The best part of Rush Hour is the end credits, which, like all Jackie Chan movies, show us the outtakes of Chan when his stunts go wrong. These blooper reels, which sometimes show Chan really hurting himself, give you a greater admiration of Chan as a highly skilled human being who has to sweat and work to do this stuff (because the sweat doesn’t show in the movie proper). But the outtakes this time also show Chris Tucker, Chan’s onscreen partner, who has nothing especially challenging to do except remember how to say “Chelsea Clinton.”
Rush Hour — the title has no particular relevance to the plot — is New Line’s rather disheartening attempt to help out Jackie Chan in America, probably the only country in the world where this international legend has been a two-hit wonder (Rumble in the Bronx and Supercop). His last few movies have opened and closed here pretty abruptly, so Chris Tucker — an unaccountably popular “comedian” whose previous star vehicle, Money Talks, was successful — has been brought in to revive Chan’s American career, one assumes. How sad that the great Chan is presumed to need this kind of dumbed-down buddy movie.
The “plot” is familiar from about a million bad movies. A Chinese consul’s little daughter is kidnapped. Chan, a detective, is sent from China to L.A. to work on the case. But the FBI takes over and assigns Tucker, an L.A. cop, to make sure Chan doesn’t get involved. This needlessly complicated premise, which doesn’t make sense anyway, should have been dropped. This is a cop-buddy movie in the tradition of 48 HRS and Lethal Weapon, and no amount of variation will change that — especially since Chan and Tucker end up working together as if they were officially on the case.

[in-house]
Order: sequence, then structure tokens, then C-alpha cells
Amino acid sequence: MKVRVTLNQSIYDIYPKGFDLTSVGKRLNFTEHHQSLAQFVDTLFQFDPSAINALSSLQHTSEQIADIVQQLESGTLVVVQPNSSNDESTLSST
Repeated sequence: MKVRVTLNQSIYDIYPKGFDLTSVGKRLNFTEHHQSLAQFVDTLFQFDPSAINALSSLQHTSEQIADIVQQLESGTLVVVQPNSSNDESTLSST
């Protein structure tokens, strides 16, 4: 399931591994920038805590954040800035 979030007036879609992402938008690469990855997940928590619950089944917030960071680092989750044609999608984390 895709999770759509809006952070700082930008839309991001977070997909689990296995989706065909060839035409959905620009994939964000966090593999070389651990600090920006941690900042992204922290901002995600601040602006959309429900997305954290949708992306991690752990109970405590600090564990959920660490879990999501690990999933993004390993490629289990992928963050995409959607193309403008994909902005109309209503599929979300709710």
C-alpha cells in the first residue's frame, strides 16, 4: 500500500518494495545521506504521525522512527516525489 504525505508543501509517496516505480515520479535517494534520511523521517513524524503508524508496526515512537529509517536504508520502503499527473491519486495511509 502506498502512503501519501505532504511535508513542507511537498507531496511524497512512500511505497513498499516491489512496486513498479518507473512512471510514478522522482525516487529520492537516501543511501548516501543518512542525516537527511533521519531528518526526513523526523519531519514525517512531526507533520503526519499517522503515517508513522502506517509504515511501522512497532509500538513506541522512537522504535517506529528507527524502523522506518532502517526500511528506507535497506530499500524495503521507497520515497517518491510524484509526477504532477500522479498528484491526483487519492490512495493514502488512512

The comparison to 48 HRS has a strange twist here. In 48 HRS, Nick Nolte’s racist cop developed a grudging admiration for Eddie Murphy’s convict; here, in a neat reversal, it’s Tucker who starts out racist. The gibes aren’t nearly as bad here as they were in Lethal Weapon 4, but I still felt offended for Chan, who has to listen to Tucker’s witless spouting off. (Tucker to Chan, outside a Chinese restaurant: “Just like home, huh? Stay out here. Maybe you’ll see someone you know.”) Of course, Tucker learns to respect Chan, especially when he gets a load of Chan’s moves.
Those moves, by the way, would’ve been better served by a director who knows how to film them. Brett Ratner, who also directed Money Talks, is no Stanley Tong — a lot of the action is shot too close in and ruined by quick cutting. Jackie Chan doesn’t need quick cutting — he’s quick enough. Chan’s physical genius manages to come through anyway, though the only bit of comic-brutal choreography that’s really allowed to build, develop, and point towards a pay-off is a late sequence in which Chan fends off several thugs while trying to save a variety of priceless Chinese antiques from falling over.
Chris Tucker has a handful of amusing moments, but mostly his appeal continues to elude me. His voice gets on my nerves, and generally he’s dead weight on his co-star and the movie. It’s a measure of Tucker’s zero charisma that when Chan or the criminally underused Elizabeth Peña show exasperation with him, you can relate more to them than you ever do to him. Chris Tucker may be able to open these low-ambition, mid-level New Line movies, but he’s a very one-note performer — he’s the black Pauly Shore. Yet Jackie Chan is stuck in a movie with him, presumably because Tucker will attract Americans and Chan no longer will. If this is what it takes to keep America interested in Chan, America doesn’t deserve him.